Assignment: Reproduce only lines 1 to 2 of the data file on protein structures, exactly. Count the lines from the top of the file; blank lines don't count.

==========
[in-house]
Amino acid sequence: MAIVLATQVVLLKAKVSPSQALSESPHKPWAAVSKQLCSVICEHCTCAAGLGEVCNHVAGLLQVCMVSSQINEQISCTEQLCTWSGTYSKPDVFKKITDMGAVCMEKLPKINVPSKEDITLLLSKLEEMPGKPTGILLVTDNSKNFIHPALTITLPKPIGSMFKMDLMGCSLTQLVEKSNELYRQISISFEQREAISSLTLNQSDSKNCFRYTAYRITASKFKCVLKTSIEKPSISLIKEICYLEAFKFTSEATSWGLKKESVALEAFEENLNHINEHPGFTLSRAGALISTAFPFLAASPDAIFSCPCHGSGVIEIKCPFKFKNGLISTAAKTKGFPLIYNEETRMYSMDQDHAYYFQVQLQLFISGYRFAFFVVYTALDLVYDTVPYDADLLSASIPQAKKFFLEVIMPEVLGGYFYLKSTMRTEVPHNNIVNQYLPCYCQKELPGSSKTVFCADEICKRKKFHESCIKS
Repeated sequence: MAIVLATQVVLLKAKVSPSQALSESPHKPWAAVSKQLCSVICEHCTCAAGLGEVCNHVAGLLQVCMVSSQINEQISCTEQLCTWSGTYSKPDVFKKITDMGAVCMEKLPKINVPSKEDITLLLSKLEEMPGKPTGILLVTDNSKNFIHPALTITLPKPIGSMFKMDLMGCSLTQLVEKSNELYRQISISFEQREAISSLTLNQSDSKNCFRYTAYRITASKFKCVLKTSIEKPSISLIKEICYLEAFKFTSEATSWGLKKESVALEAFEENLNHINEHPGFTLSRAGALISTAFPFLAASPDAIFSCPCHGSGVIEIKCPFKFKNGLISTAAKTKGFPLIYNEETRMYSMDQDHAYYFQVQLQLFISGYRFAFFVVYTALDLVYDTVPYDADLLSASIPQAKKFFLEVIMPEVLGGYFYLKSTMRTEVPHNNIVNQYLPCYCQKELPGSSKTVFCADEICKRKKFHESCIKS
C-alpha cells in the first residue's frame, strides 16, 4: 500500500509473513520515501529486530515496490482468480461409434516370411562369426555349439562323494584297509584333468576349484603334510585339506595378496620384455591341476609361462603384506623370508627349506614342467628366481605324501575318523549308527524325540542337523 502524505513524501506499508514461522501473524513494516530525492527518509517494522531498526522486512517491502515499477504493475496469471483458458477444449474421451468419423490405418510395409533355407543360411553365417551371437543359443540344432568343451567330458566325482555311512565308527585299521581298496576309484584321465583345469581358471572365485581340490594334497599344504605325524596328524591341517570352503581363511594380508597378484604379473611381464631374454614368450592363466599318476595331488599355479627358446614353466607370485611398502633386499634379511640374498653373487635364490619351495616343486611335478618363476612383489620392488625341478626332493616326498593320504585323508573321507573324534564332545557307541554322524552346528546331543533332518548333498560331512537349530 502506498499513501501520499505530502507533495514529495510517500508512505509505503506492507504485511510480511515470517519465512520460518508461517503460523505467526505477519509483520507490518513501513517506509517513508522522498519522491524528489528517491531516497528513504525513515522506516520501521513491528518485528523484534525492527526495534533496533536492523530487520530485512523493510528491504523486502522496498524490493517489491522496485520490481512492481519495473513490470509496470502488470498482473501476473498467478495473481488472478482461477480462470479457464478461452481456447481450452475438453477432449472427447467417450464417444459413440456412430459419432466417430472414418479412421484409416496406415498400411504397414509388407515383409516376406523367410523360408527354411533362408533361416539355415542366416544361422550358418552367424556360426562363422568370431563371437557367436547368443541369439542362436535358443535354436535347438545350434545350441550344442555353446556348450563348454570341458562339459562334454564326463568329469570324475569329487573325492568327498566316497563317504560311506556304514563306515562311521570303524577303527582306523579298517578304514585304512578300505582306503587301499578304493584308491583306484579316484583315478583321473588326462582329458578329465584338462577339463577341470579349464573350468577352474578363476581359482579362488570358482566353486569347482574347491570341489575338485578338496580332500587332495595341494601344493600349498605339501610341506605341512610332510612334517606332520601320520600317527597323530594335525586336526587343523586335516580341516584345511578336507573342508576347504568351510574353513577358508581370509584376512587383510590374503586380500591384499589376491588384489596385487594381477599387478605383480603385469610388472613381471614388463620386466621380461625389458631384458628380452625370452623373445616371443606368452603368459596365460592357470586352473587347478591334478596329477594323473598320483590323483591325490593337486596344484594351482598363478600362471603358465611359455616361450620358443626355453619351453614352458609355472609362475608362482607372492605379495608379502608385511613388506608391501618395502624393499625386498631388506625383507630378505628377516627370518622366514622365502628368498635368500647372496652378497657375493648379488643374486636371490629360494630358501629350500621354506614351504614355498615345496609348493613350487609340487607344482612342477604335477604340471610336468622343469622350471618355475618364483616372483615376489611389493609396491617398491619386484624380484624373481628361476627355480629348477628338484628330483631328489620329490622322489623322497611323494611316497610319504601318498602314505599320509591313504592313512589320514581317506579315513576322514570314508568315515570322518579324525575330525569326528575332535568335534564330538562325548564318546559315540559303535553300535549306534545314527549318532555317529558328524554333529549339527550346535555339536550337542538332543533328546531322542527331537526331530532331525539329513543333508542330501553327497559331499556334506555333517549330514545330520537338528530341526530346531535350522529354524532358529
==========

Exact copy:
[in-house]
Amino acid sequence: MAIVLATQVVLLKAKVSPSQALSESPHKPWAAVSKQLCSVICEHCTCAAGLGEVCNHVAGLLQVCMVSSQINEQISCTEQLCTWSGTYSKPDVFKKITDMGAVCMEKLPKINVPSKEDITLLLSKLEEMPGKPTGILLVTDNSKNFIHPALTITLPKPIGSMFKMDLMGCSLTQLVEKSNELYRQISISFEQREAISSLTLNQSDSKNCFRYTAYRITASKFKCVLKTSIEKPSISLIKEICYLEAFKFTSEATSWGLKKESVALEAFEENLNHINEHPGFTLSRAGALISTAFPFLAASPDAIFSCPCHGSGVIEIKCPFKFKNGLISTAAKTKGFPLIYNEETRMYSMDQDHAYYFQVQLQLFISGYRFAFFVVYTALDLVYDTVPYDADLLSASIPQAKKFFLEVIMPEVLGGYFYLKSTMRTEVPHNNIVNQYLPCYCQKELPGSSKTVFCADEICKRKKFHESCIKS